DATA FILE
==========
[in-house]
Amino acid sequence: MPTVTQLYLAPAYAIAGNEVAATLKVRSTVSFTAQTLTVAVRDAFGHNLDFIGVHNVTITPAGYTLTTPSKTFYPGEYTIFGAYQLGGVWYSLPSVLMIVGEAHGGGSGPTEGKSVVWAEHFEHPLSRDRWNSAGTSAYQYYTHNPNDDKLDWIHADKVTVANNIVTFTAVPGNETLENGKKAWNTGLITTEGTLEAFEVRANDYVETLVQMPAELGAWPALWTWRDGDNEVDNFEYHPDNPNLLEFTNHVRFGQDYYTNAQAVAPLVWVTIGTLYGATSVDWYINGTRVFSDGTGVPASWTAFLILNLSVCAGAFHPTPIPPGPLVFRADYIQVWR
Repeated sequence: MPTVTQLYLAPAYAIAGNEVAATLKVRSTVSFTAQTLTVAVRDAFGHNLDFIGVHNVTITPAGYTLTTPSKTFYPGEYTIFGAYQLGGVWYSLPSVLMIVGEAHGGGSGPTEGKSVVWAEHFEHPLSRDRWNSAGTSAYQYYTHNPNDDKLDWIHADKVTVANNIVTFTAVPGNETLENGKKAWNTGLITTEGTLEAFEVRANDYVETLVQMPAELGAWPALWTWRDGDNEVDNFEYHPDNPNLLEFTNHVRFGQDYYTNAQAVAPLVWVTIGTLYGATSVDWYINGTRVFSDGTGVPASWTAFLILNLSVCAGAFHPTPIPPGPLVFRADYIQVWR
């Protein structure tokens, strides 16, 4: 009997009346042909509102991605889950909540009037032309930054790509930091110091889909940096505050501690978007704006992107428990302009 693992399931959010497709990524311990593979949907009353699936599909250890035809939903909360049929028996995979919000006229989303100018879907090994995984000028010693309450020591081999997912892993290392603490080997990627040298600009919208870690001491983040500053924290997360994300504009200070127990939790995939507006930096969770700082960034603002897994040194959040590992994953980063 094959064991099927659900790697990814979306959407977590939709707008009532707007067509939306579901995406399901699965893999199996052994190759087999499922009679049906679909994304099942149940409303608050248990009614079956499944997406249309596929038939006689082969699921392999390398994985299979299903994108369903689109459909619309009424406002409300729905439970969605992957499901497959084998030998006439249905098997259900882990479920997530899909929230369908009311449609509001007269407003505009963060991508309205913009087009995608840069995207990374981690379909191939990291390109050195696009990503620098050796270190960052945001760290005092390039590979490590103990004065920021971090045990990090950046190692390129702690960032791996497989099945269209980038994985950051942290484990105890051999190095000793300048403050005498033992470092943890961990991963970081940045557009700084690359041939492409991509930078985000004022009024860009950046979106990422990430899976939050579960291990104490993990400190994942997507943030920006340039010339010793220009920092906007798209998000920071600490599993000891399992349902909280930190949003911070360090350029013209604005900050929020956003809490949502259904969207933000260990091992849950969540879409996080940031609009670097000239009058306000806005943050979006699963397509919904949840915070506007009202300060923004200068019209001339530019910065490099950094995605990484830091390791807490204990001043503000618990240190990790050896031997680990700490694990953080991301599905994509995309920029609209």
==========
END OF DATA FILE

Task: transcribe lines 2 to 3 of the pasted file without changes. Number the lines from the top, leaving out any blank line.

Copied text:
Amino acid sequence: MPTVTQLYLAPAYAIAGNEVAATLKVRSTVSFTAQTLTVAVRDAFGHNLDFIGVHNVTITPAGYTLTTPSKTFYPGEYTIFGAYQLGGVWYSLPSVLMIVGEAHGGGSGPTEGKSVVWAEHFEHPLSRDRWNSAGTSAYQYYTHNPNDDKLDWIHADKVTVANNIVTFTAVPGNETLENGKKAWNTGLITTEGTLEAFEVRANDYVETLVQMPAELGAWPALWTWRDGDNEVDNFEYHPDNPNLLEFTNHVRFGQDYYTNAQAVAPLVWVTIGTLYGATSVDWYINGTRVFSDGTGVPASWTAFLILNLSVCAGAFHPTPIPPGPLVFRADYIQVWR
Repeated sequence: MPTVTQLYLAPAYAIAGNEVAATLKVRSTVSFTAQTLTVAVRDAFGHNLDFIGVHNVTITPAGYTLTTPSKTFYPGEYTIFGAYQLGGVWYSLPSVLMIVGEAHGGGSGPTEGKSVVWAEHFEHPLSRDRWNSAGTSAYQYYTHNPNDDKLDWIHADKVTVANNIVTFTAVPGNETLENGKKAWNTGLITTEGTLEAFEVRANDYVETLVQMPAELGAWPALWTWRDGDNEVDNFEYHPDNPNLLEFTNHVRFGQDYYTNAQAVAPLVWVTIGTLYGATSVDWYINGTRVFSDGTGVPASWTAFLILNLSVCAGAFHPTPIPPGPLVFRADYIQVWR